By: Ofer Zur, Ph.D.
Summiting Kilimanjaro – The Roof Of The World
Having finished my book on Boundaries in Psychotherapy in early 2007, the perennial question, “What’s next for me?” returned. I had been searching for what gives me joy and meaning at this stage of my life. Watching the movie Motorcycle Diaries threw me deeper into an “existential funk” and further into questioning my calling. Upon reflection, I came up with two responses: The first is to go (part time) back to my old stomping grounds in Africa and see how I can apply myself for the good of humanity. Secondly, to challenge the boundary of air and oxygen by daring to climb with my son, age 14, and our very close family friend Sarah, 24, the awesome 19,300 feet of Mount Kilimanjaro in Tanzania, also known as the “Roof of Africa.” We left for our trip on June 13th, 2007 and took the Rongai (northern) Route over seven days. We followed the climb by going on Safari at the spectacular Serengeti and the Ngoro Ngoro game reserves. More about the trip
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Photos From Our Safari In Lake Manyara, Serengeti And Ngorongoro Creator
Backpacking on the Alaska Glaciers
Early in 2008 I was invited to give a keynote address at the Social Workers and Counselors annual convention in Anchorage, Alaska. It seemed like an opportunity not only to help psychotherapists in Alaska legitimize what they already know about flexible therapeutic boundaries but also for me to dare new types of boundaries. (See also my complete pictorial biography.) With the invitation to give the keynotes came the opportunity to dare new types of boundaries of extreme, life threatening cold. In my life I have neither gone downhill skiing nor spent much time in cold weather. The first encounter with the cold was kayaking in the beautiful and freezing October water off the tiny town of Wittier below the spectacular glacier-covered Chugach Mountains. It was cold and windy and the water was icy and choppy. It was not heart warming to learn that survival time in these frigid waters is only a few minutes. Then came the ultimate, thrilling climax of the trip, trekking-backpacking on the glacier. The idea of hiking and setting up tents on the glacier was as alluring as it was frightening. My guide (from AMS) and I backpacked onto the glacier at Matanuska Glacier. Within minutes of trekking onto the glacier we saw fresh huge footprints of a black bear. Unaccustomed to cold or the glacier environment, sleeping in a light tent on the glacier was as much of an emotional and even spiritual challenge as it was physical. As the temperature drops into the low teens, there are deep resounding cracks and the glacier radiates white light. Learning ice-climbing, self-arrest and glacier surviving techniques was actually fun and exhilarating.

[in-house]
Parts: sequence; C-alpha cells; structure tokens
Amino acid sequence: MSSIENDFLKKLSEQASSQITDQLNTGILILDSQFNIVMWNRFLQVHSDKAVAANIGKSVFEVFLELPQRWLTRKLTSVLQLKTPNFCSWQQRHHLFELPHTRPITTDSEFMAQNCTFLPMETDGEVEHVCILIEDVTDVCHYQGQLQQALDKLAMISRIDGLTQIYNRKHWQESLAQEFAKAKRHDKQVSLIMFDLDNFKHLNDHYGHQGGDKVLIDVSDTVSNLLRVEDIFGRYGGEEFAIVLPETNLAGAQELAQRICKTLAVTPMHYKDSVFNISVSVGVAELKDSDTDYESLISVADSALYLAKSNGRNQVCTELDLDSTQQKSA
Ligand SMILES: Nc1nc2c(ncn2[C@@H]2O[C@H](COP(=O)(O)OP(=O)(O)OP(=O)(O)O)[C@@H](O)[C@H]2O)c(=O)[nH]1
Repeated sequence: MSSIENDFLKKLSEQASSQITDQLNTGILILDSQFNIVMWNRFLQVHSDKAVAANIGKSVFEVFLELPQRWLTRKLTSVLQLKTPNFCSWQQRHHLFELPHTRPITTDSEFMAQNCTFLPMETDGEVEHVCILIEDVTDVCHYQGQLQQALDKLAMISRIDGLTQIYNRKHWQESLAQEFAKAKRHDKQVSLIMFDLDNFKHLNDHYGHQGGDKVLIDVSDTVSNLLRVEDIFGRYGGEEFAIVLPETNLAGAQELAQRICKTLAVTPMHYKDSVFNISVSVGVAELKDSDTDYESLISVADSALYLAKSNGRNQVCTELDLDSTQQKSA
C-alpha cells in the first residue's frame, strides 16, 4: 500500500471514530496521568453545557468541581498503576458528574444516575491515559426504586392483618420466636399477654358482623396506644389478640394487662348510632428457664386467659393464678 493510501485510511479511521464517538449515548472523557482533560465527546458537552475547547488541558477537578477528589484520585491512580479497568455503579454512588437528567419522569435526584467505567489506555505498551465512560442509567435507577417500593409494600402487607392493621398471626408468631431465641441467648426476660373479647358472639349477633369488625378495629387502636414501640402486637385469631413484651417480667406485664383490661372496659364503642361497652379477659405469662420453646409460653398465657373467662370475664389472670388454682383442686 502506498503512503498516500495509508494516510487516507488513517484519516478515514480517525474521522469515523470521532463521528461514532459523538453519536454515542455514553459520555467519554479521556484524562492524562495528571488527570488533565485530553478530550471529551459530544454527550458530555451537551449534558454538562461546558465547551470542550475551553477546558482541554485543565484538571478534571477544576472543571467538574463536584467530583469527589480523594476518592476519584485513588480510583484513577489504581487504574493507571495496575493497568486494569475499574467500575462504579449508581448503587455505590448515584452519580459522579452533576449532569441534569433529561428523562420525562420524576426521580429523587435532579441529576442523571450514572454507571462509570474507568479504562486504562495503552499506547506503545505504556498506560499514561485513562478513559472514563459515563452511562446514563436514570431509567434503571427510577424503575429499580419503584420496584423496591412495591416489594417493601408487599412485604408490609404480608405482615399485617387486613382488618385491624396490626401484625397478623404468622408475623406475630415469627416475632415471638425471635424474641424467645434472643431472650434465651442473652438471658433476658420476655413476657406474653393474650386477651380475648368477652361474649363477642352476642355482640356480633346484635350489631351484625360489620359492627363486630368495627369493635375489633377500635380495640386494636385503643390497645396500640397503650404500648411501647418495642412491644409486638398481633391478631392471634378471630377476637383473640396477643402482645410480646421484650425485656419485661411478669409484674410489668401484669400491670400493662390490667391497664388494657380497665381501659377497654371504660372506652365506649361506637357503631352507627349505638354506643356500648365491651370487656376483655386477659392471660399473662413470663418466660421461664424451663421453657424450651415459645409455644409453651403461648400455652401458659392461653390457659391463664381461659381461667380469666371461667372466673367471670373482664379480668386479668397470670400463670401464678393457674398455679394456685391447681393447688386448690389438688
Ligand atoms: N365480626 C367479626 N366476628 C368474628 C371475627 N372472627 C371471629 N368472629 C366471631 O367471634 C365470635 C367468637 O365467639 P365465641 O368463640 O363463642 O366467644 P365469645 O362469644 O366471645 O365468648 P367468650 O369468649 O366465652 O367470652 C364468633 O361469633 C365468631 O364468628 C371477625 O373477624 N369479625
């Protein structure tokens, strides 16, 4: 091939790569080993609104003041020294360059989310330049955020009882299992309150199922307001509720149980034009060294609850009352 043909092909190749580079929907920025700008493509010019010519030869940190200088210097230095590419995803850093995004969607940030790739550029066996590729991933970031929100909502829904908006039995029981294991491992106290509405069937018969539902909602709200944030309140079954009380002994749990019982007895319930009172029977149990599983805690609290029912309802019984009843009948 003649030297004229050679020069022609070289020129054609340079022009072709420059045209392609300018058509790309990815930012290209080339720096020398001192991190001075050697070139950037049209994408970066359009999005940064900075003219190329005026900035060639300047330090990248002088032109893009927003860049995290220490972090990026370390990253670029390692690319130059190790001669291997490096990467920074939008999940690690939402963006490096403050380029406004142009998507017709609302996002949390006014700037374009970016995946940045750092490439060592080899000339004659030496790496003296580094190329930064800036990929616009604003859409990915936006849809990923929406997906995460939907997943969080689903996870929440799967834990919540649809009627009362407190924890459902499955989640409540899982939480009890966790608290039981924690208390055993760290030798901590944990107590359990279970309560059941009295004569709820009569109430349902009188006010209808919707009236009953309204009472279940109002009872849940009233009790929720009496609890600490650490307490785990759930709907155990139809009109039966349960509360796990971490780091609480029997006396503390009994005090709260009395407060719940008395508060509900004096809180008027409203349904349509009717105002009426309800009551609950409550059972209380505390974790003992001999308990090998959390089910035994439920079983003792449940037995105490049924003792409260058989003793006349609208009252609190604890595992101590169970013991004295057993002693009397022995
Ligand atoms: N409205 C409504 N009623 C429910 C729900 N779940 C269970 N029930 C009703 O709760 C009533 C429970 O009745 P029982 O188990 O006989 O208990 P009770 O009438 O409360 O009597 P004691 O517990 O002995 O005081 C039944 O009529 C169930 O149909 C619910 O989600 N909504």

Jungle Trekking In The Rainforest In Malaysia